At the Department of Chemistry, we feel strongly that diversity is crucial to our pursuit of academic excellence, and we are deeply committed to creating a diverse and inclusive community.
We support UNC's policy, which states that "the University of North Carolina at Chapel Hill is committed to equality of opportunity and pledges that it will not practice or permit discrimination in employment on the basis of race, color, gender, national origin, age, religion, creed, disability, veteran's status, sexual orientation, gender identity or gender expression."
The University of North Carolina at Chapel Hill has a long-held tradition of striving for excellence. A critical element for any twenty-first century educational institution is a diverse and inclusive community.
The vision of the Office of Diversity and Multicultural Affairs is to build and sustain an inclusive campus community and to foster a welcoming climate that values and respects all members of the University community. The mission of the Office affirms the University's commitment to diversity as a critical element of academic excellence.
The University of North Carolina has excellent opportunities for postdoctoral researchers from underrepresented groups interested in faculty positions.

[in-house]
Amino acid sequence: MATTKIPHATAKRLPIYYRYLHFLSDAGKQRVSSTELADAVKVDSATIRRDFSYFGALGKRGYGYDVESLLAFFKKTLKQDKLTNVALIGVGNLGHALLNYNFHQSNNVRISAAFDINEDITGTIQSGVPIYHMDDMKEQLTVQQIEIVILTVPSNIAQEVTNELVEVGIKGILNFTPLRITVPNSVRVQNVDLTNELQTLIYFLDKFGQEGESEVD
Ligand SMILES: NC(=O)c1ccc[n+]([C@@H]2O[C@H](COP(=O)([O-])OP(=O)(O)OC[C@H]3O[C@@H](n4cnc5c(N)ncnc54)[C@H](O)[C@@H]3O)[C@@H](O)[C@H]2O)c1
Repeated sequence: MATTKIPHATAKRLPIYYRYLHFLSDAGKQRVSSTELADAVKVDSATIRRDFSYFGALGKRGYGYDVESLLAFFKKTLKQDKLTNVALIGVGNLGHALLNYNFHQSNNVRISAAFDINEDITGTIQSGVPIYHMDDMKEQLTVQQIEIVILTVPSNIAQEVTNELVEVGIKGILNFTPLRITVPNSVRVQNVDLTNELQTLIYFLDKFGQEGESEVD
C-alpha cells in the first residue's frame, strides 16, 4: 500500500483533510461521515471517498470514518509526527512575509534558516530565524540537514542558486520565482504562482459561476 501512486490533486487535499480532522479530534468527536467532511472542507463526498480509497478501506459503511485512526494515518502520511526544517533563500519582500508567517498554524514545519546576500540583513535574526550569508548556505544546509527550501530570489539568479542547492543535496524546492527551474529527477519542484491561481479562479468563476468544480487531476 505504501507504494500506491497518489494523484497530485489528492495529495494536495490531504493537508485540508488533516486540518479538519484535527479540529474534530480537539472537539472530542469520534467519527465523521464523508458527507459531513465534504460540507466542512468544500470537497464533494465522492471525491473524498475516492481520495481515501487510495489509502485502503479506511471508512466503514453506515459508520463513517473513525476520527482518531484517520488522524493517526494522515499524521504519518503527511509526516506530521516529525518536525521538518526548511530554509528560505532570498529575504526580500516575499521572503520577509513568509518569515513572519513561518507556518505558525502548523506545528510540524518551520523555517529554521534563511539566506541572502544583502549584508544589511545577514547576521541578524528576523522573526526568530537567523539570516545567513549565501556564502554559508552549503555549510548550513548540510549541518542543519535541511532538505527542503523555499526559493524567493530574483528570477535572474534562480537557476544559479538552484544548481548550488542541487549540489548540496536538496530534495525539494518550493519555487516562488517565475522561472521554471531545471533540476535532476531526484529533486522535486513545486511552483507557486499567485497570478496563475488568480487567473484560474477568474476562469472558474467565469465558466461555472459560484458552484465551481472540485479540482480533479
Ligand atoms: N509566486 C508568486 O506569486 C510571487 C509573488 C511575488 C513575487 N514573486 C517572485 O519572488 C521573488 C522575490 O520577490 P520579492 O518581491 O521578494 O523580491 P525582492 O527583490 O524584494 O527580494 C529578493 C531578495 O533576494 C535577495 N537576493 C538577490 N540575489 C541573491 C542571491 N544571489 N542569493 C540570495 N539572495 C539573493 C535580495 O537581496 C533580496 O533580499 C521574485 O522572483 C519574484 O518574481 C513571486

The Carolina Postdoctoral Program for Faculty Diversity encourages faculty diversity by recruiting outstanding scholars to perform postdoctoral research at UNC Chapel Hill, with the goal of training the next generation of faculty scholars. Chemists interested in this program are strongly encouraged to contact a faculty member whose research interests them. The application window typically opens in September.
The recent release of a report from the National Research Council, provides an ideal opportunity for considering what Professor Joseph DeSimone and his Project manager, Crista Farrell, have learned about the power of diversity and how their knowledge may be used in discussions of convergence as a conceptual framework for problem-solving and innovation in the 21st century.
Their article, Driving Convergence with Human Diversity, published in Science Translational Medicine, discusses the role and power of diversity in day-to-day research practices, and how to follow the NRC report's recommendation of "adopting inclusive attitudes toward diversity and using management strategies to foster diversity."
Professor Marcey Waters has been named a WOWS, Working on Women in Science, Scholar in the College of Arts and Sciences.
The program was initiated in 2007 and the award recognizes Professor Waters role as an outstanding mentor, researcher, scholar, teacher, and leader.
Michael Zhou is a rising high school senior who is doing laboratory research this summer in the UNC Chemistry Department under the aegis of the American Chemical Society's Project SEED program. Michael is working with 2nd year Ph.D. student Sam Bartlett in the Johnson Group in the area of organocatalysis. Michael is searching for small molecule catalysts that mimic the action of enzymes but allow for a much broader substrate scope than enzymes typically do.